31. Jessica Blau says:

    This is fabulous Nick! As usual, you show the steamy underside of things. But still, it makes me want to go there and see it for myself.

    • Wouldn’t it be fun to go into the tunnels beneath the city where people live? I know Matthew O’Brien. He’s offered me some hair-raising tours… Thank you for the “fabulous” comment. Much love and success to you and your new book.

  32. Jan Fulton says:

    Amazing! Thirsty. Gritty. Real. I want to keep reading. Don’t stop!

    • Did you find the beginning part that I put in the comments, Jan? Scroll up and you will find it toward the beginning of the comments in a comment to Angela Tung. Gives a little more of the story, though I didn’t post it. Thought it broke the flow of it all. I’m sure glad you like my gritty stories. Living them is a pain in the ass! Big hugs!

  33. Elizabeth says:

    What a wild, beautiful, heavenly LSD trip of literary brilliance. Can’t figure out my favorite image, though these are the frontrunners:

    “…a black suitcase that looked like an old pregnant Labrador about to spew a giant litter of cloth puppies.”

    “They stuff their big feathery wings into jeans pockets. They tuck ripples of pink-skinned wing muscle, all feathery and silky into raincoats and cloaks, and, though they may be a little below us, carry invisible swords and magical timepieces that compress our paths into mere moments.”

    • Thank you, Elizabeth. Can I tattoo your praise on my body? That wouldn’t be weird would it? I am so not worthy of that but want it written down the length of my side. Now you know why I loved your word “galumphing.” I was so tempted to re-edit this piece and use it once since I was freakin’ galumphing angrily the entire time. Your vocabulary is amazing.

      I had a girlfriend once who had a Labrador. Now that I think of it, the dog was kind of shaped like a suitcase.

      Angels sort of came to life to me that day. Even soaring high above in the glittering casino heat like owls.

  34. John Black says:

    Awesome piece Nick. I think you captured Vegas as good as anyone possibly could… but as one poster already pointed out…if angels were among us, they probably wouldn’t go to Vegas…(except maybe to detonate a nuclear device). That was a… haunting little read, instantly reminded me how desperate and Nihilistic I feel whenever I find myself in that God forsaken little shithole.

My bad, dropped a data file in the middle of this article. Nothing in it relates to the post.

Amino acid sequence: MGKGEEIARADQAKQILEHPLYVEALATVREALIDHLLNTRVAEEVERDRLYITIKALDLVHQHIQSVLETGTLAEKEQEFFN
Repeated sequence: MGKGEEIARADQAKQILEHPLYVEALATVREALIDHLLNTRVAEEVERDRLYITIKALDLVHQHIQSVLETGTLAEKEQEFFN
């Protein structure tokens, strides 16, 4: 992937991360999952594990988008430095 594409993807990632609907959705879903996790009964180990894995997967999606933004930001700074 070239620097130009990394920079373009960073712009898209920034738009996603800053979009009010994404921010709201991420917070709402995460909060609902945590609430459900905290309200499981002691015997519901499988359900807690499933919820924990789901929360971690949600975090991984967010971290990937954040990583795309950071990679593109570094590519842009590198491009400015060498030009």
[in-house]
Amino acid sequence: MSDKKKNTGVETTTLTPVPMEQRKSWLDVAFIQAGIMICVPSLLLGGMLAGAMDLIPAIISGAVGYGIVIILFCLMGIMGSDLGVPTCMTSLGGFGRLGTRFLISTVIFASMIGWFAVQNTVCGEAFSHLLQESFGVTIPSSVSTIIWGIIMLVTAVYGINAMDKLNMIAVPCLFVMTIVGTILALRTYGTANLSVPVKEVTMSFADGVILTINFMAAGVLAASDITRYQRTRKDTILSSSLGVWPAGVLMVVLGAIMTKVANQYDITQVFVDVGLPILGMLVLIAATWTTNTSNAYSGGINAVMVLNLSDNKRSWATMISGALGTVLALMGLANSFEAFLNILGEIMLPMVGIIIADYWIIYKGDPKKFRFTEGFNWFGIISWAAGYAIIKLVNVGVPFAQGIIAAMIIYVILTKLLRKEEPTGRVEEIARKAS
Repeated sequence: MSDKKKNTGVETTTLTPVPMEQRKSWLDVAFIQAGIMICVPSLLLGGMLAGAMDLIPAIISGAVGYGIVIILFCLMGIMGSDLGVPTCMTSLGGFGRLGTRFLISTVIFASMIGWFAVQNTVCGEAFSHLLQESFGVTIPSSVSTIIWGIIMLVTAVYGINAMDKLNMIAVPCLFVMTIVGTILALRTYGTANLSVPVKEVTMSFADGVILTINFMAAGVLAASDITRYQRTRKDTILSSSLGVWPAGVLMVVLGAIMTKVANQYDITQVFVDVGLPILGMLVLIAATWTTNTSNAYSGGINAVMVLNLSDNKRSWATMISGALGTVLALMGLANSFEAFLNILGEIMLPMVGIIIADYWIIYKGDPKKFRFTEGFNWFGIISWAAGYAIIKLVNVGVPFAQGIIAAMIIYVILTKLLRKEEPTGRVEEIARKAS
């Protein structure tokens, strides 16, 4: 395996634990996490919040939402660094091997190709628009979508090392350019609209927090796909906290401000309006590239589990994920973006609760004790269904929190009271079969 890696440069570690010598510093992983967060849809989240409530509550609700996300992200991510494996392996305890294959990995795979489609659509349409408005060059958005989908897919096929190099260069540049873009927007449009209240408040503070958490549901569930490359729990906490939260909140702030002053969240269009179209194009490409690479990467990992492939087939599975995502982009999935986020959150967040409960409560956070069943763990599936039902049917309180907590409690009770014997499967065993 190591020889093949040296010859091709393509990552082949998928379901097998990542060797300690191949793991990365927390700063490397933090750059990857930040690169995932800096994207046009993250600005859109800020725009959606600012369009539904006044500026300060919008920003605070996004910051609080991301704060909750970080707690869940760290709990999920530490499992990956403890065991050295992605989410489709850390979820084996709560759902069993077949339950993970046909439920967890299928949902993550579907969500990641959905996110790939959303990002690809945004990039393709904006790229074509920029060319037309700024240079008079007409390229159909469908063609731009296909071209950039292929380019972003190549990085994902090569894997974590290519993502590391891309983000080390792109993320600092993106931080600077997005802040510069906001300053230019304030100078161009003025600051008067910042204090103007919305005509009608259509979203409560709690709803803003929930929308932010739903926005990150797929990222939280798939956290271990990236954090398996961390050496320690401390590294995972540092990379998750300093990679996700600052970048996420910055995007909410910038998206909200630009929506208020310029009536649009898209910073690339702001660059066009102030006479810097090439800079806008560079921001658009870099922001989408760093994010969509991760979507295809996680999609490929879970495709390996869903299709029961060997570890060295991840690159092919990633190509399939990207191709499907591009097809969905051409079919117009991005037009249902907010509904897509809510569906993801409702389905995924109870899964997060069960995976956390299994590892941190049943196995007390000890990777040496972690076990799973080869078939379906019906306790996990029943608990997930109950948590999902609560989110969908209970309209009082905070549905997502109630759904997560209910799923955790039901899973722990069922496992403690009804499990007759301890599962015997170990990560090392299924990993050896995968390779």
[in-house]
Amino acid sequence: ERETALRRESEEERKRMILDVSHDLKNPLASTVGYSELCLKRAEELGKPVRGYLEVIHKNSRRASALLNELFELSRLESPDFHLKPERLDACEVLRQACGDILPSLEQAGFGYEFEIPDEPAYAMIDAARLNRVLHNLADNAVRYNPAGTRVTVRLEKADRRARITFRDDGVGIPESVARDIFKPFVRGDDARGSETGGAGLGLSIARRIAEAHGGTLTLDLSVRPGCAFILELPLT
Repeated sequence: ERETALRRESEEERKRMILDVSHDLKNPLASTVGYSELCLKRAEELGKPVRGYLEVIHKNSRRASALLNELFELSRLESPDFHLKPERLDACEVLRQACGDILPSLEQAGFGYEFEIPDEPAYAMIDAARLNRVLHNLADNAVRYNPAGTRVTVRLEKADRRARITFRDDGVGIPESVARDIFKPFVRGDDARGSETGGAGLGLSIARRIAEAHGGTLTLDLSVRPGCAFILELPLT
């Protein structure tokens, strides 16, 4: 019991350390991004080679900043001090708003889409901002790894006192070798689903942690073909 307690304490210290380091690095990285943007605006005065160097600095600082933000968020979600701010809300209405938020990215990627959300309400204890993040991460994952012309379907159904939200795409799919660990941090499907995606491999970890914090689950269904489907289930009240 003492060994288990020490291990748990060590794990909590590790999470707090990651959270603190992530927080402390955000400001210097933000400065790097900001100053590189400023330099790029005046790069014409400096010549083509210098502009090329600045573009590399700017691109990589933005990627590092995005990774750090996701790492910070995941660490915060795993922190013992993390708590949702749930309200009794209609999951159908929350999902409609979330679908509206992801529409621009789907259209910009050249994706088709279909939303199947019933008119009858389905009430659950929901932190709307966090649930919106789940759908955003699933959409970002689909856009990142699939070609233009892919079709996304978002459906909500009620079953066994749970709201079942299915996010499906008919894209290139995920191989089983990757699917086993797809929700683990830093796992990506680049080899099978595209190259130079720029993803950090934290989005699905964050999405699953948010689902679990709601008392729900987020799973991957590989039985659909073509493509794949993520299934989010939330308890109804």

One thing though…in the comments section you said “Vegas only has a dark side when I look at it…”. I think you were being too kind, Vegas doesn’t have a bright side. Not that I’m particularly well traveled, but it’s the one place I’ve been that didn’t appear to have a single trace of humanity. It’s the collective manifestation of EVERYTHING the bible told us to avoid when we were little. And I wouldn’t miss it if were gone.

    And lastly, if, in the future, you’re in need of more inspiration…just move to Barstow…it’s almost as depressing, and a shorter drive to get back home.

    • Barstow. In one of my many stops there I recall at a Burger King, there was a dude who looked like a science teacher. Marine cut hair. Wire-rimmed glasses. Fifty-ish. And wearing a big pink mumu. Crazy! At the time my kids were little. I tried to offer one $5 to ask the gentleman why in hell he was wearing a dress.

      As for Vegas, with all my machinations about the place, I can’t help to think there are good souls around the place. I mean, if not, then when I was there I was a bad soul? And maybe I was. Wouldn’t be far from the truth. But thank God for suitcases with wheels.